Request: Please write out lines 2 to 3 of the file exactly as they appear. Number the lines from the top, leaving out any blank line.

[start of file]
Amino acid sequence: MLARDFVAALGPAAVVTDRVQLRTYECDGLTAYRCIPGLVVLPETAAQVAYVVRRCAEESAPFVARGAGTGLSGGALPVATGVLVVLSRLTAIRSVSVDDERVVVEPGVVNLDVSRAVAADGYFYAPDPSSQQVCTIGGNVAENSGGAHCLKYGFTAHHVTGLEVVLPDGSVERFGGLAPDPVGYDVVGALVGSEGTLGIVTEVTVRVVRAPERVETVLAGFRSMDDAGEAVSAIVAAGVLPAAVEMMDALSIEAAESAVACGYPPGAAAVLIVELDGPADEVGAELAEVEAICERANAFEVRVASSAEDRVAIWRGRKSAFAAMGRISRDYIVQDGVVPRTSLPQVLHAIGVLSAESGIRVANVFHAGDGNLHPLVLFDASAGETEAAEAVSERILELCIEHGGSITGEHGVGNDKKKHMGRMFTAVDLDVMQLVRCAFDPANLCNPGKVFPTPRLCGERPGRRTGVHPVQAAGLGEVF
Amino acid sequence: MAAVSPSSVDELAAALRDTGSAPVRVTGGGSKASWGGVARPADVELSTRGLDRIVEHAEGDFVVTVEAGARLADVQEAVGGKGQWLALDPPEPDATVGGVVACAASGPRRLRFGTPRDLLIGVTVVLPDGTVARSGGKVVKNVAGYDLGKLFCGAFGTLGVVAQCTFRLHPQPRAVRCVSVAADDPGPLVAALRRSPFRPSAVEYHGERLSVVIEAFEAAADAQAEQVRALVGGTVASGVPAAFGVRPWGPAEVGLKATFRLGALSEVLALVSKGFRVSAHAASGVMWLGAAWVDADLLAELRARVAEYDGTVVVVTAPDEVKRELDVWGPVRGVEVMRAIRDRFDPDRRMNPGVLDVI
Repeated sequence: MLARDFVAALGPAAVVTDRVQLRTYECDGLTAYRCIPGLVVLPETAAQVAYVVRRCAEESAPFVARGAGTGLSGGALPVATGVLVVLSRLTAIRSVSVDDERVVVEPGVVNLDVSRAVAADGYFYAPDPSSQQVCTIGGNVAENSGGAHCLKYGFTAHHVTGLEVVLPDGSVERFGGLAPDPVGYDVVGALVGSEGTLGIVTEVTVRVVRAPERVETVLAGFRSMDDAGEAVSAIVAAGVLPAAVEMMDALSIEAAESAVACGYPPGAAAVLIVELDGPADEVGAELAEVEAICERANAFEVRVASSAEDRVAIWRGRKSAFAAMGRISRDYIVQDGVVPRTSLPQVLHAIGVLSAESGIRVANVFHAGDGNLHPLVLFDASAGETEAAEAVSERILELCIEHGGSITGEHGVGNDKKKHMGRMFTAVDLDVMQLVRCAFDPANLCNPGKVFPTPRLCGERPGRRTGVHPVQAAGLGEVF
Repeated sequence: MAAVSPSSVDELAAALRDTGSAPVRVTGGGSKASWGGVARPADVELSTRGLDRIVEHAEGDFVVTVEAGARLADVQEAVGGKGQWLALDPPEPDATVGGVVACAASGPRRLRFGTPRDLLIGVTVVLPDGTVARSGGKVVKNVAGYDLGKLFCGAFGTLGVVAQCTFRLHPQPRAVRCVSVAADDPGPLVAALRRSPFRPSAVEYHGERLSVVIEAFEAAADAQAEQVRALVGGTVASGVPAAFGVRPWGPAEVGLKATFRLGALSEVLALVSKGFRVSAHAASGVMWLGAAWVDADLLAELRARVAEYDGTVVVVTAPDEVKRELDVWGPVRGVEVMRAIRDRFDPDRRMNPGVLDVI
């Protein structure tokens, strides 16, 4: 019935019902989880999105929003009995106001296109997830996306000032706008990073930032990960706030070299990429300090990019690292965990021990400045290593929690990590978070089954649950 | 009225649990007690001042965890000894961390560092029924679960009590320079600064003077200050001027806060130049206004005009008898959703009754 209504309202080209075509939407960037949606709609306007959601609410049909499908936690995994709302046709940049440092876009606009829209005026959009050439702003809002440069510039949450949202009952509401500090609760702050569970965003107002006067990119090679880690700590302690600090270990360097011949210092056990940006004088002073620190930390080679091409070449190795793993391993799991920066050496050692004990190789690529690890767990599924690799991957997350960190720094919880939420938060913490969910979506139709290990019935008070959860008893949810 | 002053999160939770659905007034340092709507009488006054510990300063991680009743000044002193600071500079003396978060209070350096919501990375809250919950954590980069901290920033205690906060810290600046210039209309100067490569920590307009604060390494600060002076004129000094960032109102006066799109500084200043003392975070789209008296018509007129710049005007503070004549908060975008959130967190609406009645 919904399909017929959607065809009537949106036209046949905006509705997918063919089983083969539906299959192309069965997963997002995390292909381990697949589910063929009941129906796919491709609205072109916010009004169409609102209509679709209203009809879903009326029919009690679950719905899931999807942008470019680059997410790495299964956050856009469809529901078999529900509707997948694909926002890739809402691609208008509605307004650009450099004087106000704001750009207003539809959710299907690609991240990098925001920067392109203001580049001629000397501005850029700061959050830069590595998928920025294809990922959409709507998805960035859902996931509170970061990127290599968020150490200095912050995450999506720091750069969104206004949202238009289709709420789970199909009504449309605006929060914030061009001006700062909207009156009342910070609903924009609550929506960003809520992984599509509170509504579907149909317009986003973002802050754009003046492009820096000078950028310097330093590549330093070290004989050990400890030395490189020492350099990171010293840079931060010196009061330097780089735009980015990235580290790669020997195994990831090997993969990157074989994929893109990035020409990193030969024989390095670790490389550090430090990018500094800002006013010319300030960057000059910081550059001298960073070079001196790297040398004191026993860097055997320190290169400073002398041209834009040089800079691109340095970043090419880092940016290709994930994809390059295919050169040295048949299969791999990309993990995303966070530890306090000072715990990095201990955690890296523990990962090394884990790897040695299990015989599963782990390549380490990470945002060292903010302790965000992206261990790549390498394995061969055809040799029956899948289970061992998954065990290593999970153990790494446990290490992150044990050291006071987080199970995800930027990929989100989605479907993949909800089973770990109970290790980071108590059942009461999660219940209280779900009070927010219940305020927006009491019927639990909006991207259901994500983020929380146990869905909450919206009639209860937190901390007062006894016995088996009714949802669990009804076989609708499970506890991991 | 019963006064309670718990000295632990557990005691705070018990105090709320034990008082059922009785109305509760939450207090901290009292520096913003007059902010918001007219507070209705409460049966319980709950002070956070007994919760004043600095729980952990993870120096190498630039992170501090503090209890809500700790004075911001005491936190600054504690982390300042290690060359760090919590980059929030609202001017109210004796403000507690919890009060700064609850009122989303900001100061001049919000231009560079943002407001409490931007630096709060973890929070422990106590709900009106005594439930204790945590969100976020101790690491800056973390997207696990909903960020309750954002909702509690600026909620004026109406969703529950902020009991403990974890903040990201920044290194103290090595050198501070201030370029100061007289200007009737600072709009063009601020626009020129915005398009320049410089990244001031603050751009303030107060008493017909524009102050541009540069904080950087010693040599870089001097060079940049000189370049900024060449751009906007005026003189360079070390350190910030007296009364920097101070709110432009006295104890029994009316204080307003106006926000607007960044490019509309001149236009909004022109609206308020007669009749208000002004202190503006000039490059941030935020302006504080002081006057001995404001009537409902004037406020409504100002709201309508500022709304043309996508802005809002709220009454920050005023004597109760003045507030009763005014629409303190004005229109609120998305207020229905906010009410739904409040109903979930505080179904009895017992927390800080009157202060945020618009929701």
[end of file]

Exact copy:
Amino acid sequence: MAAVSPSSVDELAAALRDTGSAPVRVTGGGSKASWGGVARPADVELSTRGLDRIVEHAEGDFVVTVEAGARLADVQEAVGGKGQWLALDPPEPDATVGGVVACAASGPRRLRFGTPRDLLIGVTVVLPDGTVARSGGKVVKNVAGYDLGKLFCGAFGTLGVVAQCTFRLHPQPRAVRCVSVAADDPGPLVAALRRSPFRPSAVEYHGERLSVVIEAFEAAADAQAEQVRALVGGTVASGVPAAFGVRPWGPAEVGLKATFRLGALSEVLALVSKGFRVSAHAASGVMWLGAAWVDADLLAELRARVAEYDGTVVVVTAPDEVKRELDVWGPVRGVEVMRAIRDRFDPDRRMNPGVLDVI
Repeated sequence: MLARDFVAALGPAAVVTDRVQLRTYECDGLTAYRCIPGLVVLPETAAQVAYVVRRCAEESAPFVARGAGTGLSGGALPVATGVLVVLSRLTAIRSVSVDDERVVVEPGVVNLDVSRAVAADGYFYAPDPSSQQVCTIGGNVAENSGGAHCLKYGFTAHHVTGLEVVLPDGSVERFGGLAPDPVGYDVVGALVGSEGTLGIVTEVTVRVVRAPERVETVLAGFRSMDDAGEAVSAIVAAGVLPAAVEMMDALSIEAAESAVACGYPPGAAAVLIVELDGPADEVGAELAEVEAICERANAFEVRVASSAEDRVAIWRGRKSAFAAMGRISRDYIVQDGVVPRTSLPQVLHAIGVLSAESGIRVANVFHAGDGNLHPLVLFDASAGETEAAEAVSERILELCIEHGGSITGEHGVGNDKKKHMGRMFTAVDLDVMQLVRCAFDPANLCNPGKVFPTPRLCGERPGRRTGVHPVQAAGLGEVF